Om Namah Shivaya

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A shrine to an incarnation of Shiva

Today on our lunch break, Caitlin, Sarah and I walked up to the temple on the hillside above our yoga school. We hike up the hill past dogs sleeping out the heat on the sidewalk and cows chilling out in the shade. The road ends and turns into a dirt path through mango trees lush with fruit. We hike up the hill then reach the temple where it is stair-master to reach the entrance. It is a tall structure with multiple, tiered levels painted in yellows and oranges. There are bells on each level that you ring as you go by and the resonating sound is like the resonating ‘om’ in our mantra chant. The sound seems to carry on through the hallways and stairs, out into the air over the river and mountains.

Caitlin, Sarah and I ringing the "doorbells" to the temple. Anyone home?

Caitlin, Sarah and I ringing the “doorbells” to the temple. Anyone home?

We go up and up until we reach the top and it is a breathtaking view of the city, river and surrounding mountains. We can also see Hardiwar which doesn’t seem that far away. Our journey took longer probably because we’re on the other side of the river where the suspension bridge is the main access point and the only road here is a one lane windy road though forested mountains.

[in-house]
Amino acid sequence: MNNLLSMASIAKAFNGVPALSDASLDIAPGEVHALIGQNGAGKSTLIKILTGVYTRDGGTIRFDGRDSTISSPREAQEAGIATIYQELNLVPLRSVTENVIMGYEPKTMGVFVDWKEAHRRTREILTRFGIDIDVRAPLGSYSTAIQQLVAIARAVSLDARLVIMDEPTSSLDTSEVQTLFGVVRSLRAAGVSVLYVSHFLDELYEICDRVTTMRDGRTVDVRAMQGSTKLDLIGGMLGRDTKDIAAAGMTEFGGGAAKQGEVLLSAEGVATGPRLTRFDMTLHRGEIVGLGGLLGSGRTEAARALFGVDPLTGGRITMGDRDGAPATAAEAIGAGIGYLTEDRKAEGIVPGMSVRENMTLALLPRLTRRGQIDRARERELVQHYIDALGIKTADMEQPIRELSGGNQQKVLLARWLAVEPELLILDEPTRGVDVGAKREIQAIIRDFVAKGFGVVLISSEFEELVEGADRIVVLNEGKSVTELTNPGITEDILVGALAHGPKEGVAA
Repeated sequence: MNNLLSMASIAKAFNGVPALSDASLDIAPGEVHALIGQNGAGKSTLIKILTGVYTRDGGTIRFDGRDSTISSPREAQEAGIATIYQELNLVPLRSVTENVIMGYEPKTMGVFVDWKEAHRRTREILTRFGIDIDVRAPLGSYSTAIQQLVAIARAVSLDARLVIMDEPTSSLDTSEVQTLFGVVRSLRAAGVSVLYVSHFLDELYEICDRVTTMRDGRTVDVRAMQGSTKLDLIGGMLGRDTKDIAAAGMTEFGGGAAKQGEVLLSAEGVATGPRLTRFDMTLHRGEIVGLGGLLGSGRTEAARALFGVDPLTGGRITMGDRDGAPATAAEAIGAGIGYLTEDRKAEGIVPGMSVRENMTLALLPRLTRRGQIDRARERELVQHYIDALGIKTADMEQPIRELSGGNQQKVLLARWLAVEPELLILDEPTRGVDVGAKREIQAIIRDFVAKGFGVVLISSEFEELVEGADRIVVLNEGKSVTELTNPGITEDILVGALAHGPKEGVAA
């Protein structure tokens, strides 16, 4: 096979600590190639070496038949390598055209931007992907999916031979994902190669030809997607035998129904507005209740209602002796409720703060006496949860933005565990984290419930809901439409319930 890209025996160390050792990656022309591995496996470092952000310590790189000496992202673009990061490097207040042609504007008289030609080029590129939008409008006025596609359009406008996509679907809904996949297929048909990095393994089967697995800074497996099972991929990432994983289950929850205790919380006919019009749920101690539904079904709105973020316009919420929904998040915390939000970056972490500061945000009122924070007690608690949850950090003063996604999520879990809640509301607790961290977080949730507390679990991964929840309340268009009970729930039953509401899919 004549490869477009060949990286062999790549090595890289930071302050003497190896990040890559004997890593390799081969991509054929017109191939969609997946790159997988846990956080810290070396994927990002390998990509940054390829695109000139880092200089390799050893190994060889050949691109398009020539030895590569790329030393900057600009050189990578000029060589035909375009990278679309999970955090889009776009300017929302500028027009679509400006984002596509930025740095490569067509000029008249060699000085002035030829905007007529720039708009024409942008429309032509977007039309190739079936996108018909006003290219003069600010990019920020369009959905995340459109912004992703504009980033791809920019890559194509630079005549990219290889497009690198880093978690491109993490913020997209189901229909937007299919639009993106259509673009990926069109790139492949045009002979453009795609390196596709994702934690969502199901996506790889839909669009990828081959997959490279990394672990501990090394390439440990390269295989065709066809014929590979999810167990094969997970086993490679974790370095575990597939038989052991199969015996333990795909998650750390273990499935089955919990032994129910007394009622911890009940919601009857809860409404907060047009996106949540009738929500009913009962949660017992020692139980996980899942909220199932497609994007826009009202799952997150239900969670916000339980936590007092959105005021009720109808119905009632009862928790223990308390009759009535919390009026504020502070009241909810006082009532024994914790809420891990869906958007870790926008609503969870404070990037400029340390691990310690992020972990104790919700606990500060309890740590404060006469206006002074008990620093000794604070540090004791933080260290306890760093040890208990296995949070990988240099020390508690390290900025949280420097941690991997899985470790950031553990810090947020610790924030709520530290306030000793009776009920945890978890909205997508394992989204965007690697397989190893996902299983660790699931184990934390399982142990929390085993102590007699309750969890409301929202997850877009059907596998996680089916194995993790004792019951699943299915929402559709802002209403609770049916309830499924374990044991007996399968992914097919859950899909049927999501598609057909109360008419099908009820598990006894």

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After circling around and around, going up seemingly endless flights of stairs, we reach the top. At the top is a figure of an incarnation of Shiva, the god of destruction and change but in those things, also creativity. Our yoga teacher discussed with us that gods and goddesses are really personified energy. It is actually all one, a shared consciousness that Roshan referred to as a giant server that we all have stored our individual websites on. The gods and goddesses represent aspects of that energy that have become anthromorphicized because it is easier for people to understand and interact with. The priest is an older man dressed in a long white tunic and yellow robe. His English is limited but speaks the universal language of friendliness. I was expecting solemn and strict but rather he was like someone’s grandfather. He unlocks the shrine to Shiva for us and we enter and kneel on the rug beside the figure of Shiva. He gives us a spoonful of sacred water to drink, some white flowers made from sugar for us to drink, ties a red string around our right wrist and marks a third eye on our forehead with yellow pigment while blessing us in Hindi. We take in the breath-taking view and slowly descend, making counter clock-wise circles going down the flights of stairs, ringing the bells as we pass.

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